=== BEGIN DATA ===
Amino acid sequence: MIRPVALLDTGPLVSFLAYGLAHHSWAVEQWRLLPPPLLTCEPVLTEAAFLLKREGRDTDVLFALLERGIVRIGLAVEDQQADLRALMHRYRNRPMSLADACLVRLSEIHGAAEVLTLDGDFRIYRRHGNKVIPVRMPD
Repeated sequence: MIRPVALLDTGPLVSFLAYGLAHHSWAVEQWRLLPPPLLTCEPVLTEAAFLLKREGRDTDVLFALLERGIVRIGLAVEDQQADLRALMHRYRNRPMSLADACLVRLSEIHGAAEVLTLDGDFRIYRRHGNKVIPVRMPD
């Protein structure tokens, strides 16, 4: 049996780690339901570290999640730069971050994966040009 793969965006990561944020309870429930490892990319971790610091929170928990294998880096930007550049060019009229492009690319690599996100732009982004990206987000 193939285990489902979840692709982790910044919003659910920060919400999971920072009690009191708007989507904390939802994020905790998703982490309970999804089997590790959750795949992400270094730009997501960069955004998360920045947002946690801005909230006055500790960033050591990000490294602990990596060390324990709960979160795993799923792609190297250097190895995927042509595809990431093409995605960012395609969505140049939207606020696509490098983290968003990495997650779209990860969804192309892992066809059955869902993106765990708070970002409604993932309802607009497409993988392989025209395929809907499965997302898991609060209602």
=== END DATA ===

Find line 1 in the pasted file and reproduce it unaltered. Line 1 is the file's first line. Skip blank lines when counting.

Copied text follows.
Amino acid sequence: MIRPVALLDTGPLVSFLAYGLAHHSWAVEQWRLLPPPLLTCEPVLTEAAFLLKREGRDTDVLFALLERGIVRIGLAVEDQQADLRALMHRYRNRPMSLADACLVRLSEIHGAAEVLTLDGDFRIYRRHGNKVIPVRMPD